Book Review - Breaking a Sunbeam by Geoff Hunter
Seems that I've been getting a number of requests lately to review novels, and this one sounded interesting... Breaking a Sunbeam by Geoff Hunter. If you like your storyline with plenty of gore and mayhem, this one will work for you. It was also interesting to see how the hostages changed during their ordeal.
Jake and Kay Winter are an ordinary couple, young and in love. But their lives change when they happen to be in the wrong place at the wrong time. Juel, Carl, and Roy are pulling off the theft of some jewels from a old friend of Jake and Kay. The couple show up at the shop at the same time the situation deteriorates, leaving their friend dead and the criminals somewhat trapped. Juel shoots Kay, expecting that she killed her. But Kay does survive, and Jake, arriving just as Juel and company flees the scene, also gets a good look at the killers. That makes Kay and Jake "loose ends" that need to be tied up...
After a couple of botched attempts to kill both of them off, they stumble onto an opportunity. They kidnap Kay in order to force Jake to help them "clear up" a few matters. The promise is that they'll let Kay and Jake go after Jake does the job for them. In reality, they'll both be killed off at that point. But since there's really no other choice, Jake agrees to go along. The first job involves killing a doctor and burning down his house. But Jake finds out that the doctor is really a child abuser, and he's tied into Juel's past. Jake handles the job well, and they decide to use him for another "clean-up" job. This one goes bad, and Jake ends up killing someone to defend Juel and Carl. And while he's still planning to get his wife back, he's now much more sympathetic towards Juel, even to the point of falling in love with her.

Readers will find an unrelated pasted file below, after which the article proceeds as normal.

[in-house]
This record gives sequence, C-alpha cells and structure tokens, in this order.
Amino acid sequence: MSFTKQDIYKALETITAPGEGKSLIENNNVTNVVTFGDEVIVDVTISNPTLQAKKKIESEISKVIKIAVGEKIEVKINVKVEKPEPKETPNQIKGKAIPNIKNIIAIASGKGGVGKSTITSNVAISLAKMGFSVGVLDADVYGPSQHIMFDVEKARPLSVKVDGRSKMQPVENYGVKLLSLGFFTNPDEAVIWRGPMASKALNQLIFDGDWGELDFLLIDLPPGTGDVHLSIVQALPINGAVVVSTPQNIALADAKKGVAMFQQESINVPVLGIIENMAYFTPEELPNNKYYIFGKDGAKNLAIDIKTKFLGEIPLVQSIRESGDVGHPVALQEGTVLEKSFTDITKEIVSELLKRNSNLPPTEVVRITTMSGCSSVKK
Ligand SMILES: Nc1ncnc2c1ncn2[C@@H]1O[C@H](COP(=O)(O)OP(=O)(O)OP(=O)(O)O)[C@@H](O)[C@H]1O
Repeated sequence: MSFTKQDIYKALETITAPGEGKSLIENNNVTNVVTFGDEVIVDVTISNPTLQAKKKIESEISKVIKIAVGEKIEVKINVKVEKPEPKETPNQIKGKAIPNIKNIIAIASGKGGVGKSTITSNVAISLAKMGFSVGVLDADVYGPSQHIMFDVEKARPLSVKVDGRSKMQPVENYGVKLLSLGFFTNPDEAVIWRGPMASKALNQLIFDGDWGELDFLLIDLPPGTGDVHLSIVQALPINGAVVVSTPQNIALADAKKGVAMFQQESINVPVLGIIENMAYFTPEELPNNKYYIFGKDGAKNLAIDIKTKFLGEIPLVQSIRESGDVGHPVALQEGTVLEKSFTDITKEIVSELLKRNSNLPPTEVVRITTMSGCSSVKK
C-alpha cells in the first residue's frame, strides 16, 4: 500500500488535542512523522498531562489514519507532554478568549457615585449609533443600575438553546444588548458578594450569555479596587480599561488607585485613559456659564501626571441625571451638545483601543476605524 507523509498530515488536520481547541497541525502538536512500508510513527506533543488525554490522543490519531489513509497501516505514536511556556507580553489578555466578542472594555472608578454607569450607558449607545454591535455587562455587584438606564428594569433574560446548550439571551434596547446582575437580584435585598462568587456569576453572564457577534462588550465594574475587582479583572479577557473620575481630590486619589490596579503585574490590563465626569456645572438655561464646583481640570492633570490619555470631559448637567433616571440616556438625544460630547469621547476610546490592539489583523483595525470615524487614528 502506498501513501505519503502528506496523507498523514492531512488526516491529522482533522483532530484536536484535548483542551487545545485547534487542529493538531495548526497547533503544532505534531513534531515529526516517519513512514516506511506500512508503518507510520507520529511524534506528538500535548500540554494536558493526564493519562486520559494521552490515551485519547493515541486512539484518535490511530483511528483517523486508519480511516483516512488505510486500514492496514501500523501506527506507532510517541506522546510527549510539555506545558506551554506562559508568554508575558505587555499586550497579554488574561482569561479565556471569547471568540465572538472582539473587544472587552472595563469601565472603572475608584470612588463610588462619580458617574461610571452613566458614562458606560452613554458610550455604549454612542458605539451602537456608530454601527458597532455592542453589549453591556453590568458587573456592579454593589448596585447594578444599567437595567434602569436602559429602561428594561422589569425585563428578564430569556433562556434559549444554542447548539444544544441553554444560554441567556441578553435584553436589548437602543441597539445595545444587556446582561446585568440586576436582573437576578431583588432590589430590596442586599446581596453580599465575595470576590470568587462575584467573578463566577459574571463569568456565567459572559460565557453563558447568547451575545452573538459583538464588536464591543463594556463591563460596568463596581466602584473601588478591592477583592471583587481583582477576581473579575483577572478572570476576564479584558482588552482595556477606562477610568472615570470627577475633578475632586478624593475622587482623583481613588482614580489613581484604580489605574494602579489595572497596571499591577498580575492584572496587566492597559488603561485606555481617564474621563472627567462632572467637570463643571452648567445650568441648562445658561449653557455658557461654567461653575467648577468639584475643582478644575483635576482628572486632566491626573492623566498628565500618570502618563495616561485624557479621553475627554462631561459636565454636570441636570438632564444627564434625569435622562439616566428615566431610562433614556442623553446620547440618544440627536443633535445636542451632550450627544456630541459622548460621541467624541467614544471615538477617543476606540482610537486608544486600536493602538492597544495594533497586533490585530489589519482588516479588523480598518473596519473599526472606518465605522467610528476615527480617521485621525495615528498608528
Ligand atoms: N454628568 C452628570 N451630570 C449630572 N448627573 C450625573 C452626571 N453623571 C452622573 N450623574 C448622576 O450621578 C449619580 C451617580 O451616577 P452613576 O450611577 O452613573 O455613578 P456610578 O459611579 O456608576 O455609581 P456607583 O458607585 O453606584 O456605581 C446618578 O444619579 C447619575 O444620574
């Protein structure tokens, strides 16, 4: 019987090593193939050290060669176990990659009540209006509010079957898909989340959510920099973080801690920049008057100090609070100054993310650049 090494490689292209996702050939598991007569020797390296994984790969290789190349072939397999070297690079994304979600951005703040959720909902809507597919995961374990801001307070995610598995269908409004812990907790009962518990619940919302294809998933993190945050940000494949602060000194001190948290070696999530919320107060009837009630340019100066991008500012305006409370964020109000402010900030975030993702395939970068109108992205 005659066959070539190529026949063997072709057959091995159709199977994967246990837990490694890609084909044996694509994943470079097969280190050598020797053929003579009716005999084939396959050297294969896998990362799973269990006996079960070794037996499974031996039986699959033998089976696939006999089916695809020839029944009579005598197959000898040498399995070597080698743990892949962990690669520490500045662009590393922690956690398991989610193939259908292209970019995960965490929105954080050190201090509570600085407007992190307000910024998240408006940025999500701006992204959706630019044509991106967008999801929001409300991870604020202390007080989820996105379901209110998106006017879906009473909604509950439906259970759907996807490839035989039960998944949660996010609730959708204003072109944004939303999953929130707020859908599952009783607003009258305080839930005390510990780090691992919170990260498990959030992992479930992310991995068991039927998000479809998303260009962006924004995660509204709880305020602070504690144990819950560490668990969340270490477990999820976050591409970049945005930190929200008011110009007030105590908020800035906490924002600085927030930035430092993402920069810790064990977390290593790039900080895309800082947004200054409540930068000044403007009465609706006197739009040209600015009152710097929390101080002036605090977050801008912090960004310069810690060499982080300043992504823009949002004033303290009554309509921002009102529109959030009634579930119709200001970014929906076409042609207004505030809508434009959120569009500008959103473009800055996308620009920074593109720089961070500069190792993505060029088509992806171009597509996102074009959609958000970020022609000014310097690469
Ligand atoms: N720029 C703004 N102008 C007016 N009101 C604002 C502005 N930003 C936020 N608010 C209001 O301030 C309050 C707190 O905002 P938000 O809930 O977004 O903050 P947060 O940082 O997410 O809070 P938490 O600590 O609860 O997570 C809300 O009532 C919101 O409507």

Meanwhile, Kay is locked up in a cellar with no clue as to what's going on. Rather than sit and await her fate, she decides to try to escape. This becomes even more of a necessity when she comes face to face with Roy's fantasy world of medieval torture and control. She too undergoes a change in attitude towards Juel and Carl, and gets sucked into situations she would have never thought she could be part of.
While some of the action scenes seemed to go on a bit longer than I thought necessary, the overall plot, pacing, and character setup was well done. Juel is a true psychopath, and it's hard to figure out why she's that way until you find out her backstory. The relationship between Juel, Carl, and Roy seems odd at the first, but again it builds well over time. Watching the change in Jake and Kay as they crash through social and emotional boundaries is also compelling. Bottom line, I found myself racing more and more at the end to see how it would all wrap up. If you can put up with some rather violent imagery, you'll likely enjoy this read.